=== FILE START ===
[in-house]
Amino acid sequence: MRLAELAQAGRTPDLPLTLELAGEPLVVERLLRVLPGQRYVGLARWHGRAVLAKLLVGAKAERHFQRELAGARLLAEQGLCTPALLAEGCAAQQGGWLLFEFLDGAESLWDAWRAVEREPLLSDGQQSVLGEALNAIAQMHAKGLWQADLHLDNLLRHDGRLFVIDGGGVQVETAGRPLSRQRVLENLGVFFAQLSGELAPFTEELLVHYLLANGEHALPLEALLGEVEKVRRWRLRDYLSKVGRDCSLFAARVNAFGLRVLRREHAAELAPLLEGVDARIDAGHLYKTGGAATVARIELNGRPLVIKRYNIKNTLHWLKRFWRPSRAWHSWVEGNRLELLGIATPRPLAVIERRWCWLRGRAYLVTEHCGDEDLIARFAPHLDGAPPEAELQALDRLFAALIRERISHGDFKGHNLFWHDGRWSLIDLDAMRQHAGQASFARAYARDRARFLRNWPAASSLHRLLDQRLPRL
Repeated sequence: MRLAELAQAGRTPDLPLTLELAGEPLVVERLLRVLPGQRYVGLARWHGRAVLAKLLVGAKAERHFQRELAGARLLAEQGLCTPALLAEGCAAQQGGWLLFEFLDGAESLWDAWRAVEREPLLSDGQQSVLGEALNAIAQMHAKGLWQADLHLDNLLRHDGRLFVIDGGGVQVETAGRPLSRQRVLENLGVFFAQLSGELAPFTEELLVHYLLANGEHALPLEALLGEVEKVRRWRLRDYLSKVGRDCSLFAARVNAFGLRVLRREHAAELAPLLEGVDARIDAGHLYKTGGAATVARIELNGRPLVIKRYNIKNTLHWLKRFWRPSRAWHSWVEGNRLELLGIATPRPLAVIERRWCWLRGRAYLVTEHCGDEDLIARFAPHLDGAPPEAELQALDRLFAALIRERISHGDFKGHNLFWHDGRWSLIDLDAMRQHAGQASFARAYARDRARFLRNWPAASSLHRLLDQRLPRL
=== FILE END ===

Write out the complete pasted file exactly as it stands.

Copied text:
[in-house]
Amino acid sequence: MRLAELAQAGRTPDLPLTLELAGEPLVVERLLRVLPGQRYVGLARWHGRAVLAKLLVGAKAERHFQRELAGARLLAEQGLCTPALLAEGCAAQQGGWLLFEFLDGAESLWDAWRAVEREPLLSDGQQSVLGEALNAIAQMHAKGLWQADLHLDNLLRHDGRLFVIDGGGVQVETAGRPLSRQRVLENLGVFFAQLSGELAPFTEELLVHYLLANGEHALPLEALLGEVEKVRRWRLRDYLSKVGRDCSLFAARVNAFGLRVLRREHAAELAPLLEGVDARIDAGHLYKTGGAATVARIELNGRPLVIKRYNIKNTLHWLKRFWRPSRAWHSWVEGNRLELLGIATPRPLAVIERRWCWLRGRAYLVTEHCGDEDLIARFAPHLDGAPPEAELQALDRLFAALIRERISHGDFKGHNLFWHDGRWSLIDLDAMRQHAGQASFARAYARDRARFLRNWPAASSLHRLLDQRLPRL
Repeated sequence: MRLAELAQAGRTPDLPLTLELAGEPLVVERLLRVLPGQRYVGLARWHGRAVLAKLLVGAKAERHFQRELAGARLLAEQGLCTPALLAEGCAAQQGGWLLFEFLDGAESLWDAWRAVEREPLLSDGQQSVLGEALNAIAQMHAKGLWQADLHLDNLLRHDGRLFVIDGGGVQVETAGRPLSRQRVLENLGVFFAQLSGELAPFTEELLVHYLLANGEHALPLEALLGEVEKVRRWRLRDYLSKVGRDCSLFAARVNAFGLRVLRREHAAELAPLLEGVDARIDAGHLYKTGGAATVARIELNGRPLVIKRYNIKNTLHWLKRFWRPSRAWHSWVEGNRLELLGIATPRPLAVIERRWCWLRGRAYLVTEHCGDEDLIARFAPHLDGAPPEAELQALDRLFAALIRERISHGDFKGHNLFWHDGRWSLIDLDAMRQHAGQASFARAYARDRARFLRNWPAASSLHRLLDQRLPRL